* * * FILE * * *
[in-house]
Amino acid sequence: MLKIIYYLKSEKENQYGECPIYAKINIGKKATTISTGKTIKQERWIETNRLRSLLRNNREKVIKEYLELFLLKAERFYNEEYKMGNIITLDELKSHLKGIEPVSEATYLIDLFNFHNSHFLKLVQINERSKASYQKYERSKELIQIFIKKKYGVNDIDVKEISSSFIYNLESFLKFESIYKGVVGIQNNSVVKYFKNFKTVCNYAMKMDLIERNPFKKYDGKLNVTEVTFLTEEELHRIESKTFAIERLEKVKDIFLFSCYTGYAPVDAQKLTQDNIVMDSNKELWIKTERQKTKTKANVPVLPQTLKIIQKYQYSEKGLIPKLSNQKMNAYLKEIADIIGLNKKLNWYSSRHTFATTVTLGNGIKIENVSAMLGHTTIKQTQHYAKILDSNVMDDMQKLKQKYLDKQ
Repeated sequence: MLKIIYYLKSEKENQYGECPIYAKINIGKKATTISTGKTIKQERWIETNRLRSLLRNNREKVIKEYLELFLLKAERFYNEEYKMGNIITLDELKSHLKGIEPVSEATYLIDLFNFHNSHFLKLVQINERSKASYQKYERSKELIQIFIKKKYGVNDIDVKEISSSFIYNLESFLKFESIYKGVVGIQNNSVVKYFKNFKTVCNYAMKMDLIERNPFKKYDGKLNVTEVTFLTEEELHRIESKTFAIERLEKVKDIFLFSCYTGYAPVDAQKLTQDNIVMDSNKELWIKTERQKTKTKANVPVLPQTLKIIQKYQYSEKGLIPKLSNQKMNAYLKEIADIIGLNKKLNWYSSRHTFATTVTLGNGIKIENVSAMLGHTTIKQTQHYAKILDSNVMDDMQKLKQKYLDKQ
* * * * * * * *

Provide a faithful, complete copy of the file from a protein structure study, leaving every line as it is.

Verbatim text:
[in-house]
Amino acid sequence: MLKIIYYLKSEKENQYGECPIYAKINIGKKATTISTGKTIKQERWIETNRLRSLLRNNREKVIKEYLELFLLKAERFYNEEYKMGNIITLDELKSHLKGIEPVSEATYLIDLFNFHNSHFLKLVQINERSKASYQKYERSKELIQIFIKKKYGVNDIDVKEISSSFIYNLESFLKFESIYKGVVGIQNNSVVKYFKNFKTVCNYAMKMDLIERNPFKKYDGKLNVTEVTFLTEEELHRIESKTFAIERLEKVKDIFLFSCYTGYAPVDAQKLTQDNIVMDSNKELWIKTERQKTKTKANVPVLPQTLKIIQKYQYSEKGLIPKLSNQKMNAYLKEIADIIGLNKKLNWYSSRHTFATTVTLGNGIKIENVSAMLGHTTIKQTQHYAKILDSNVMDDMQKLKQKYLDKQ
Repeated sequence: MLKIIYYLKSEKENQYGECPIYAKINIGKKATTISTGKTIKQERWIETNRLRSLLRNNREKVIKEYLELFLLKAERFYNEEYKMGNIITLDELKSHLKGIEPVSEATYLIDLFNFHNSHFLKLVQINERSKASYQKYERSKELIQIFIKKKYGVNDIDVKEISSSFIYNLESFLKFESIYKGVVGIQNNSVVKYFKNFKTVCNYAMKMDLIERNPFKKYDGKLNVTEVTFLTEEELHRIESKTFAIERLEKVKDIFLFSCYTGYAPVDAQKLTQDNIVMDSNKELWIKTERQKTKTKANVPVLPQTLKIIQKYQYSEKGLIPKLSNQKMNAYLKEIADIIGLNKKLNWYSSRHTFATTVTLGNGIKIENVSAMLGHTTIKQTQHYAKILDSNVMDDMQKLKQKYLDKQ